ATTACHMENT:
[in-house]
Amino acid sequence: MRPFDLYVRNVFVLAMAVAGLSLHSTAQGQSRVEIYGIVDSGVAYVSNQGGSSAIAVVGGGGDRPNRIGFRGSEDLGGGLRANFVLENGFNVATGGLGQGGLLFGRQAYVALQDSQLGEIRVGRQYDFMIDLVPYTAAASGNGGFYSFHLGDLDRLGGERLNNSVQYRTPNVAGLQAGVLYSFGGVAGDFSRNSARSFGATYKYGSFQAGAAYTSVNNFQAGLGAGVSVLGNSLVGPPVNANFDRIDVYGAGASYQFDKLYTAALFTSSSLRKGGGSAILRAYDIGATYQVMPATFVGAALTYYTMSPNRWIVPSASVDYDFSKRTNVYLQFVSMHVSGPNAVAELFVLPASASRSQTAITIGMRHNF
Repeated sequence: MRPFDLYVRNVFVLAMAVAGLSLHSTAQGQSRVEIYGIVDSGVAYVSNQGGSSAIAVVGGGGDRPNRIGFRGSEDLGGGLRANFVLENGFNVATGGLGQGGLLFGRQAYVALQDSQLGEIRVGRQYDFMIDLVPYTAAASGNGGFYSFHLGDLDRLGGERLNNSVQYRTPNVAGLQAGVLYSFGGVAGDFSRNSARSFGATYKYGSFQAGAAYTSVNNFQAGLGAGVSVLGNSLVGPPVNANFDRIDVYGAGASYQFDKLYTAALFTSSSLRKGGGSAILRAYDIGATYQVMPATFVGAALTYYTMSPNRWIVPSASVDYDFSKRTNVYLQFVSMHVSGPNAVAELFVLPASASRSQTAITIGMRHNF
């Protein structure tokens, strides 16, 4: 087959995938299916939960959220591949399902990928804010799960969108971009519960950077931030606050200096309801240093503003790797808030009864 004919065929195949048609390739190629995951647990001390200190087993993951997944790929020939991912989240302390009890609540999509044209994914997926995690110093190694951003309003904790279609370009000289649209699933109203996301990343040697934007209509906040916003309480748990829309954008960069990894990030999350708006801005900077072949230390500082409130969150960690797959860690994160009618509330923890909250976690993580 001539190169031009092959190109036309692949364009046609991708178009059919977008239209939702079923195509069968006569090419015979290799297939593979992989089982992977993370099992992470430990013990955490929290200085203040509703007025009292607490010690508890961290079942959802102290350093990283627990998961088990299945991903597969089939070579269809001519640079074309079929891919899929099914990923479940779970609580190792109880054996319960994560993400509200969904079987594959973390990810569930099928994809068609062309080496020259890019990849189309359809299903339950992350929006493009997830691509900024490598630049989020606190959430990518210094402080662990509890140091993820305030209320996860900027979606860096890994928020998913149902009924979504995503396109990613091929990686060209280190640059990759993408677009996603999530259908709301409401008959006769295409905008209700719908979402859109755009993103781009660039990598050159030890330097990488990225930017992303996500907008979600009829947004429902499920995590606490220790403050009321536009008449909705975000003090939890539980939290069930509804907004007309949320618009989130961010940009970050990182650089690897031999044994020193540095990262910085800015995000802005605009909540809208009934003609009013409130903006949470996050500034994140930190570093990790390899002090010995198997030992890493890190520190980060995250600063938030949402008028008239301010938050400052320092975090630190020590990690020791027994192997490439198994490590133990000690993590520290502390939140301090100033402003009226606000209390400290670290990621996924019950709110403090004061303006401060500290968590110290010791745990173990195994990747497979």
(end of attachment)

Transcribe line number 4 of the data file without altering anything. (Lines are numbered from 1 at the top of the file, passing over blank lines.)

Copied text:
């Protein structure tokens, strides 16, 4: 087959995938299916939960959220591949399902990928804010799960969108971009519960950077931030606050200096309801240093503003790797808030009864 004919065929195949048609390739190629995951647990001390200190087993993951997944790929020939991912989240302390009890609540999509044209994914997926995690110093190694951003309003904790279609370009000289649209699933109203996301990343040697934007209509906040916003309480748990829309954008960069990894990030999350708006801005900077072949230390500082409130969150960690797959860690994160009618509330923890909250976690993580 001539190169031009092959190109036309692949364009046609991708178009059919977008239209939702079923195509069968006569090419015979290799297939593979992989089982992977993370099992992470430990013990955490929290200085203040509703007025009292607490010690508890961290079942959802102290350093990283627990998961088990299945991903597969089939070579269809001519640079074309079929891919899929099914990923479940779970609580190792109880054996319960994560993400509200969904079987594959973390990810569930099928994809068609062309080496020259890019990849189309359809299903339950992350929006493009997830691509900024490598630049989020606190959430990518210094402080662990509890140091993820305030209320996860900027979606860096890994928020998913149902009924979504995503396109990613091929990686060209280190640059990759993408677009996603999530259908709301409401008959006769295409905008209700719908979402859109755009993103781009660039990598050159030890330097990488990225930017992303996500907008979600009829947004429902499920995590606490220790403050009321536009008449909705975000003090939890539980939290069930509804907004007309949320618009989130961010940009970050990182650089690897031999044994020193540095990262910085800015995000802005605009909540809208009934003609009013409130903006949470996050500034994140930190570093990790390899002090010995198997030992890493890190520190980060995250600063938030949402008028008239301010938050400052320092975090630190020590990690020791027994192997490439198994490590133990000690993590520290502390939140301090100033402003009226606000209390400290670290990621996924019950709110403090004061303006401060500290968590110290010791745990173990195994990747497979």